Human-mediated biological exchange has had global social and ecological impacts. In sub-Saharan Africa, several domestic and commensal animals were introduced from Asia in the pre-modern period; however, the timing and nature of these introductions remain contentious. One model supports introduction to the eastern African coast after the mid-first millennium CE, while another posits introduction dating back to 3000 BCE. These distinct scenarios have implications for understanding the emergence of long-distance maritime connectivity, and the ecological and economic impacts of introduced species. Resolution of this longstanding debate requires new efforts, given the lack of well-dated fauna from high-precision excavations, and ambiguous osteomorphological identifications. We analysed faunal remains from 22 eastern African sites spanning a wide geographic and chronological range, and applied biomolecular techniques to confirm identifications of two Asian taxa: domestic chicken (Gallus gallus) and black rat (Rattus rattus). Our approach included ancient DNA (aDNA) analysis aided by BLAST-based bioinformatics, Zooarchaeology by Mass Spectrometry (ZooMS) collagen fingerprinting, and direct AMS (accelerator mass spectrometry) radiocarbon dating. Our results support a late, mid-first millennium CE introduction of these species. We discuss the implications of our findings for models of biological exchange, and emphasize the applicability of our approach to tropical areas with poor bone preservation.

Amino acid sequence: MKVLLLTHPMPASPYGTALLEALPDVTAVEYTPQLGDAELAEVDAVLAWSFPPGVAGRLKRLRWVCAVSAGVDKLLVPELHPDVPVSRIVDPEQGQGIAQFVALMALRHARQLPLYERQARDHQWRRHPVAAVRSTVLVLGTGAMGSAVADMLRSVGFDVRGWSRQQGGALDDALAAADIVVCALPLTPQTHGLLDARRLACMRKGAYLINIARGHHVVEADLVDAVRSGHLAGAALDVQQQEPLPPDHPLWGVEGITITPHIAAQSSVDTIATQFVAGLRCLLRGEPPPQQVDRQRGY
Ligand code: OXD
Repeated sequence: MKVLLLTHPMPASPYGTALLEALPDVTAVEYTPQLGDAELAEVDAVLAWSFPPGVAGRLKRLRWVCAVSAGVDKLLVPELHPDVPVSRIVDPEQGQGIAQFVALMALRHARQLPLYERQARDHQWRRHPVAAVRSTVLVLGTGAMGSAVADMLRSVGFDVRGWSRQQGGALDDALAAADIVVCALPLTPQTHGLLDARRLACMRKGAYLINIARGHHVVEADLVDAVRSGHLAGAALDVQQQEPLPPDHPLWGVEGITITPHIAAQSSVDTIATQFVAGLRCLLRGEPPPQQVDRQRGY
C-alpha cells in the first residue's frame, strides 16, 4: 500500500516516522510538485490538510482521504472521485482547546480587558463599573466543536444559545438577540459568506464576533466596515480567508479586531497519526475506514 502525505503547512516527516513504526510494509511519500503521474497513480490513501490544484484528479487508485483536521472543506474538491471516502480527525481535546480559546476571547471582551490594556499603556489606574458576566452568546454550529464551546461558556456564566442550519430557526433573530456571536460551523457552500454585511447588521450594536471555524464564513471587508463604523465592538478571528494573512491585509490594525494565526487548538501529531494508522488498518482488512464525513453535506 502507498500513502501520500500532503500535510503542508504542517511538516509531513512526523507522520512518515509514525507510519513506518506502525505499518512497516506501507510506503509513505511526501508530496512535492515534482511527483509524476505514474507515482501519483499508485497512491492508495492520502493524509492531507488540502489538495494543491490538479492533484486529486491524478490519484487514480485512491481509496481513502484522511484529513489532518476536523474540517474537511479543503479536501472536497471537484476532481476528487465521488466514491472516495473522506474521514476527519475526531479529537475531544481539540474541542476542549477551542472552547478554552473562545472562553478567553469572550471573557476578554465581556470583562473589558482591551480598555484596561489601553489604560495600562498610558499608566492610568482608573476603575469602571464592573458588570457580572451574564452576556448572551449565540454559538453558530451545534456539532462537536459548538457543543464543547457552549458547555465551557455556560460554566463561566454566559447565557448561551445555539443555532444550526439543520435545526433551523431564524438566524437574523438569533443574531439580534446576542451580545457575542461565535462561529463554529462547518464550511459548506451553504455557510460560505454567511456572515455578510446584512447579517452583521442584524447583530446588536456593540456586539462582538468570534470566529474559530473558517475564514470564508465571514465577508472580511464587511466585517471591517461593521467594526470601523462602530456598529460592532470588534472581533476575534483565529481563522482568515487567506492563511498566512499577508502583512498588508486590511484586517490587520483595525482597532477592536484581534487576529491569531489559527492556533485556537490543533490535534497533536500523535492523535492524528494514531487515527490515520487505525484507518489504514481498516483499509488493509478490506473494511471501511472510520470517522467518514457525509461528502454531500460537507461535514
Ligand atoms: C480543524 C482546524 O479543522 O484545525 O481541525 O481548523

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http://journals.plos.org/plosone/article?id=10.1371/journal.pone.0182565PLOS
http://www.ncbi.nlm.nih.gov/pmc/articles/PMC5560628PMC
October 2017

An Ecological and Evolutionary Framework for Commensalism in Anthropogenic Environments.

Trends Ecol Evol 2016 08 10;31(8):633-645. Epub 2016 Jun 10.

Department of Ecology and Evolutionary Biology, Cornell University, Corson Hall, Ithaca, NY14853-2701, USA.

Commensalism within anthropogenic environments has not been extensively discussed, despite its impact on humans, and there is no formal framework for assessing this ecological relationship in its varied forms. Here, we examine commensalism in anthropogenic environments in detail, considering both ecological and evolutionary drivers. The many assumptions about commensalism and the nature of anthropogenic environments are discussed and we highlight dependency as a key attribute of anthropogenic commensals (anthrodependent taxa). We primarily focus on mammalian species in the anthropogenic-commensal niche, but the traits described and selective pressures presented are likely fundamental to many species engaged in intense commensal relationships with humans. Furthermore, we demonstrate that this largely understudied interaction represents an important opportunity to investigate evolutionary processes in rapidly changing environments.
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http://dx.doi.org/10.1016/j.tree.2016.05.001DOI Listing
August 2016